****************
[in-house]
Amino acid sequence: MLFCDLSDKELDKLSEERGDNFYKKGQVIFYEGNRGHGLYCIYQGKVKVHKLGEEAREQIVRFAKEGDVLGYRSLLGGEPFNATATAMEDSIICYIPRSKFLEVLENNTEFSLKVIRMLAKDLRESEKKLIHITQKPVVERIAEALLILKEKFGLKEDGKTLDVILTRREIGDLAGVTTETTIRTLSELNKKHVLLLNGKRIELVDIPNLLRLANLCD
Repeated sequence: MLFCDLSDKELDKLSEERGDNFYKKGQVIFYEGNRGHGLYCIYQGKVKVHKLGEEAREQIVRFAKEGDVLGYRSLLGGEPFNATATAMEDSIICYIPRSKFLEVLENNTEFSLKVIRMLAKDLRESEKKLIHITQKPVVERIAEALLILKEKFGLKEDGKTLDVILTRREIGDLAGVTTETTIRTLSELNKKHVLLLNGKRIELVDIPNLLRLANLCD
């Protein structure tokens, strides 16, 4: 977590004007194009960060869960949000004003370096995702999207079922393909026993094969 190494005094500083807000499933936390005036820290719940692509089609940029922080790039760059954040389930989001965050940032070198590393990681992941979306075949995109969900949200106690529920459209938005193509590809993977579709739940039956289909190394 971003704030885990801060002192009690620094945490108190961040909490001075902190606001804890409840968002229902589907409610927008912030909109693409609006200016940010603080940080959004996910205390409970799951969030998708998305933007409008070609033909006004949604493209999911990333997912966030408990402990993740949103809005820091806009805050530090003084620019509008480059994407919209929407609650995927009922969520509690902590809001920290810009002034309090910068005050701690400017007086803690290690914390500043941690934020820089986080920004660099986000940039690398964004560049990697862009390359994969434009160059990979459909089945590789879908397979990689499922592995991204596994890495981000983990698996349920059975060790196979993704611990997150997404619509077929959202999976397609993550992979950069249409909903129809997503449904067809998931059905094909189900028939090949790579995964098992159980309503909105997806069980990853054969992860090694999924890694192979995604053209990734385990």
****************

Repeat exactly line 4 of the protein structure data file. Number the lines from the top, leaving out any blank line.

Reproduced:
């Protein structure tokens, strides 16, 4: 977590004007194009960060869960949000004003370096995702999207079922393909026993094969 190494005094500083807000499933936390005036820290719940692509089609940029922080790039760059954040389930989001965050940032070198590393990681992941979306075949995109969900949200106690529920459209938005193509590809993977579709739940039956289909190394 971003704030885990801060002192009690620094945490108190961040909490001075902190606001804890409840968002229902589907409610927008912030909109693409609006200016940010603080940080959004996910205390409970799951969030998708998305933007409008070609033909006004949604493209999911990333997912966030408990402990993740949103809005820091806009805050530090003084620019509008480059994407919209929407609650995927009922969520509690902590809001920290810009002034309090910068005050701690400017007086803690290690914390500043941690934020820089986080920004660099986000940039690398964004560049990697862009390359994969434009160059990979459909089945590789879908397979990689499922592995991204596994890495981000983990698996349920059975060790196979993704611990997150997404619509077929959202999976397609993550992979950069249409909903129809997503449904067809998931059905094909189900028939090949790579995964098992159980309503909105997806069980990853054969992860090694999924890694192979995604053209990734385990």